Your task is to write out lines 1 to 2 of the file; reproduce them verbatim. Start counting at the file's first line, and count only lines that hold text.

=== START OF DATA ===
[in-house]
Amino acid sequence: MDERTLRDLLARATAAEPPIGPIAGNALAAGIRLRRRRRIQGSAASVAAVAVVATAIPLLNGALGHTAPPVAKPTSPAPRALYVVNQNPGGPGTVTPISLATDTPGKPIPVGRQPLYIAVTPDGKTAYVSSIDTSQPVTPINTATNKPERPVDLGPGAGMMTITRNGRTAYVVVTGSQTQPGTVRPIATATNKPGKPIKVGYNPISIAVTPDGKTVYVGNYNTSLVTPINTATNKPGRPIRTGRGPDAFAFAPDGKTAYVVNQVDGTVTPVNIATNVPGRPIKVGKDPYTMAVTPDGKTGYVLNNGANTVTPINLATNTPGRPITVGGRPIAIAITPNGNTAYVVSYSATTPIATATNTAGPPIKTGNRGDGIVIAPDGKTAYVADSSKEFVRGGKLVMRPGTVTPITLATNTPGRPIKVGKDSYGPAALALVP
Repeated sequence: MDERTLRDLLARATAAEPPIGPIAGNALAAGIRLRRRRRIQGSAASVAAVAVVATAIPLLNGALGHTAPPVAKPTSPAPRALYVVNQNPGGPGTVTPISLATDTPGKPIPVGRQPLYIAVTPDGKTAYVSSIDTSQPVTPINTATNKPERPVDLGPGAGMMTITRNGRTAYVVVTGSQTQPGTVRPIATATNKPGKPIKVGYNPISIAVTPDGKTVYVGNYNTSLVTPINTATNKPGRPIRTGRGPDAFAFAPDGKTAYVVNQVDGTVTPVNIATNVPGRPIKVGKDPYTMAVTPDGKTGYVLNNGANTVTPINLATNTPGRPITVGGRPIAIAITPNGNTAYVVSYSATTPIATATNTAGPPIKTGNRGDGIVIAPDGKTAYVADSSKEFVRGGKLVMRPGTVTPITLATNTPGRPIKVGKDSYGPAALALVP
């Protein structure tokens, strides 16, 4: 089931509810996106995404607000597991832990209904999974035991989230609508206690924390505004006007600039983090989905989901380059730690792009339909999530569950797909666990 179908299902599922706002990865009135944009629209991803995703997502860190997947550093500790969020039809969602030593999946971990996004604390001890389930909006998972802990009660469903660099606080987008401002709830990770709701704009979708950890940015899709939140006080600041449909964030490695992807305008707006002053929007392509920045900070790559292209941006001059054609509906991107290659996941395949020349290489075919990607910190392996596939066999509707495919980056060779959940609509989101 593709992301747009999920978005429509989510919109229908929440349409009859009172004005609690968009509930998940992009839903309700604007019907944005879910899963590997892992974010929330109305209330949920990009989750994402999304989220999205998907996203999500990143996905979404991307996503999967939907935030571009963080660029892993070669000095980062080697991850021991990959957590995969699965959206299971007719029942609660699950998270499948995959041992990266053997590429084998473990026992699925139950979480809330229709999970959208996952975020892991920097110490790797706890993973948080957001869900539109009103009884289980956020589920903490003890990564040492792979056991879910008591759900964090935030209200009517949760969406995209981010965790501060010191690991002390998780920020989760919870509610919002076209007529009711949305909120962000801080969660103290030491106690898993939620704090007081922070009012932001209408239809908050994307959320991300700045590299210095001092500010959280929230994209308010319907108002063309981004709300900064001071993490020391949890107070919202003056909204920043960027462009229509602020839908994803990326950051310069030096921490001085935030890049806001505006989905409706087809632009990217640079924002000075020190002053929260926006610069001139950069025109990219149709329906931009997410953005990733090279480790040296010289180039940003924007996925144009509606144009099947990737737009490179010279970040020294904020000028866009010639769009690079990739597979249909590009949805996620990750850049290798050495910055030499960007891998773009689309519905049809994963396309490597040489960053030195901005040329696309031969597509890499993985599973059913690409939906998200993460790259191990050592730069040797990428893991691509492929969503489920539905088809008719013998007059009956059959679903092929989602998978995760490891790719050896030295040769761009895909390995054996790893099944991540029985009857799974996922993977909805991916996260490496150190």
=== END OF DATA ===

[in-house]
Amino acid sequence: MDERTLRDLLARATAAEPPIGPIAGNALAAGIRLRRRRRIQGSAASVAAVAVVATAIPLLNGALGHTAPPVAKPTSPAPRALYVVNQNPGGPGTVTPISLATDTPGKPIPVGRQPLYIAVTPDGKTAYVSSIDTSQPVTPINTATNKPERPVDLGPGAGMMTITRNGRTAYVVVTGSQTQPGTVRPIATATNKPGKPIKVGYNPISIAVTPDGKTVYVGNYNTSLVTPINTATNKPGRPIRTGRGPDAFAFAPDGKTAYVVNQVDGTVTPVNIATNVPGRPIKVGKDPYTMAVTPDGKTGYVLNNGANTVTPINLATNTPGRPITVGGRPIAIAITPNGNTAYVVSYSATTPIATATNTAGPPIKTGNRGDGIVIAPDGKTAYVADSSKEFVRGGKLVMRPGTVTPITLATNTPGRPIKVGKDSYGPAALALVP